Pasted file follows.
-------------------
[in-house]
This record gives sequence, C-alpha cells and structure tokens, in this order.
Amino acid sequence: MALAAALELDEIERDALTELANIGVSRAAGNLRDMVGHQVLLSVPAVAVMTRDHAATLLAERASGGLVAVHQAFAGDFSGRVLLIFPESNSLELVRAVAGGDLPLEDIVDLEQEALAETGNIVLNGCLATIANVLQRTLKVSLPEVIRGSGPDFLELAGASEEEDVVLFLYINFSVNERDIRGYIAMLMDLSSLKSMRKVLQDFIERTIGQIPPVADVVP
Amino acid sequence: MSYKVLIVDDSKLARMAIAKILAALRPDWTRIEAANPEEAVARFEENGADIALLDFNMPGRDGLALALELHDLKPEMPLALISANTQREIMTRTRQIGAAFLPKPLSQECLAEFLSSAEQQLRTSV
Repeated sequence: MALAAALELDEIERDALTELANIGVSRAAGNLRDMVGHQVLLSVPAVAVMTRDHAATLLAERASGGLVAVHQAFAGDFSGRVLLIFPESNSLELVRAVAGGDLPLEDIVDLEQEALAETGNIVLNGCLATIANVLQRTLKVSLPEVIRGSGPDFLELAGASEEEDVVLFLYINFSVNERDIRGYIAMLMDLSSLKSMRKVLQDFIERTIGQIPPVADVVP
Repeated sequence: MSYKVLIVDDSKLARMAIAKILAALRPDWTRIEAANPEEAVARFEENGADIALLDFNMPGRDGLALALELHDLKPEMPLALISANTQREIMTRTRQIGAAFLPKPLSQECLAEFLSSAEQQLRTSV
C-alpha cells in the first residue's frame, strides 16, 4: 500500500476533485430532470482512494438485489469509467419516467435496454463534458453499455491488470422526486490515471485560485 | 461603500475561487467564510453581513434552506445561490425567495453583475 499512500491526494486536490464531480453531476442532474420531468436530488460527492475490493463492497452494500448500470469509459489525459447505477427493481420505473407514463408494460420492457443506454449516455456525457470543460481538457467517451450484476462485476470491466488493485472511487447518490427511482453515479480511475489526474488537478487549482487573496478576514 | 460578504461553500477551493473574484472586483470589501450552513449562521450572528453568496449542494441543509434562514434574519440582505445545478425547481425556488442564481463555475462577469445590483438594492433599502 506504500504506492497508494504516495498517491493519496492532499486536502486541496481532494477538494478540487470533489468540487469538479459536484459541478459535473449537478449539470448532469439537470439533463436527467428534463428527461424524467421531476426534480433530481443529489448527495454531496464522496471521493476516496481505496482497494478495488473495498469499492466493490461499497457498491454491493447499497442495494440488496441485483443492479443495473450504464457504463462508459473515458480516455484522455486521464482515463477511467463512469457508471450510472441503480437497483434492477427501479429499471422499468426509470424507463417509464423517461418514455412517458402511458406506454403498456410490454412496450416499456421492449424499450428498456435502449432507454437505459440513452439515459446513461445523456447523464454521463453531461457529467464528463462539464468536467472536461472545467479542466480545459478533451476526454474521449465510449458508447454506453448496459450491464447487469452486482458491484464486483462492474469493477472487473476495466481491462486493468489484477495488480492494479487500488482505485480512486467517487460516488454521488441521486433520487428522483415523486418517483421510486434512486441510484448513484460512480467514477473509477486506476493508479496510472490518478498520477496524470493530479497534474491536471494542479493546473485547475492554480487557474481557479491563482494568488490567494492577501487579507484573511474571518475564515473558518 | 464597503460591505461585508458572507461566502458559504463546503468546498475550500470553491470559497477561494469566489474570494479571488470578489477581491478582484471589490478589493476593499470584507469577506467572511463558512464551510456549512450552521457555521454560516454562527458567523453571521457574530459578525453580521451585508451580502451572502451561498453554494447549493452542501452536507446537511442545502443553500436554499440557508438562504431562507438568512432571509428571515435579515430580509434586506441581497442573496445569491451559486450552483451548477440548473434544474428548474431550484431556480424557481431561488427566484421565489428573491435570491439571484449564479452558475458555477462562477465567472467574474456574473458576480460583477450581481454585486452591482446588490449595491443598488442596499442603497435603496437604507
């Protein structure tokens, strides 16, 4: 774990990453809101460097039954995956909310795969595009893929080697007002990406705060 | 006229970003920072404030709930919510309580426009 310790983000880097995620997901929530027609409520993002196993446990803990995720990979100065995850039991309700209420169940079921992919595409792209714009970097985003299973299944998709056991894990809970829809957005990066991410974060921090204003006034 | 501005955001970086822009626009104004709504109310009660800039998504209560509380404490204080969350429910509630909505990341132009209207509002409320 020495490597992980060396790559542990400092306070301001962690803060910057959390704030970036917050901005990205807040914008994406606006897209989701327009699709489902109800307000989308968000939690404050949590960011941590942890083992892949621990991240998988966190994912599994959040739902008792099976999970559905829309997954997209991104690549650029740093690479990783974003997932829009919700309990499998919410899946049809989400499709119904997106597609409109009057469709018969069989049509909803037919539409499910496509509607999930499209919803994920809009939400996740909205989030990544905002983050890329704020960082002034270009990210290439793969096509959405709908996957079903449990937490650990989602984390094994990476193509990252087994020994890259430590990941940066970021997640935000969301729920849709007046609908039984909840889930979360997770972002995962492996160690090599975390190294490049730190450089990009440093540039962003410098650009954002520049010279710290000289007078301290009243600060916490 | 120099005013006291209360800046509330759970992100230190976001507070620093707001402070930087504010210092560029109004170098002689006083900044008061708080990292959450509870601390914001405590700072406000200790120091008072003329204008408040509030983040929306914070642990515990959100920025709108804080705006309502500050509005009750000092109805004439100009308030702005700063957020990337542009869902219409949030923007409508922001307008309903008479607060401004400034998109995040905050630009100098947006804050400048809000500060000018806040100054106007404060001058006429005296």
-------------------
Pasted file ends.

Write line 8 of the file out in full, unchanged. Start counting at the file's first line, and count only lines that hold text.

């Protein structure tokens, strides 16, 4: 774990990453809101460097039954995956909310795969595009893929080697007002990406705060 | 006229970003920072404030709930919510309580426009 310790983000880097995620997901929530027609409520993002196993446990803990995720990979100065995850039991309700209420169940079921992919595409792209714009970097985003299973299944998709056991894990809970829809957005990066991410974060921090204003006034 | 501005955001970086822009626009104004709504109310009660800039998504209560509380404490204080969350429910509630909505990341132009209207509002409320 020495490597992980060396790559542990400092306070301001962690803060910057959390704030970036917050901005990205807040914008994406606006897209989701327009699709489902109800307000989308968000939690404050949590960011941590942890083992892949621990991240998988966190994912599994959040739902008792099976999970559905829309997954997209991104690549650029740093690479990783974003997932829009919700309990499998919410899946049809989400499709119904997106597609409109009057469709018969069989049509909803037919539409499910496509509607999930499209919803994920809009939400996740909205989030990544905002983050890329704020960082002034270009990210290439793969096509959405709908996957079903449990937490650990989602984390094994990476193509990252087994020994890259430590990941940066970021997640935000969301729920849709007046609908039984909840889930979360997770972002995962492996160690090599975390190294490049730190450089990009440093540039962003410098650009954002520049010279710290000289007078301290009243600060916490 | 120099005013006291209360800046509330759970992100230190976001507070620093707001402070930087504010210092560029109004170098002689006083900044008061708080990292959450509870601390914001405590700072406000200790120091008072003329204008408040509030983040929306914070642990515990959100920025709108804080705006309502500050509005009750000092109805004439100009308030702005700063957020990337542009869902219409949030923007409508922001307008309903008479607060401004400034998109995040905050630009100098947006804050400048809000500060000018806040100054106007404060001058006429005296």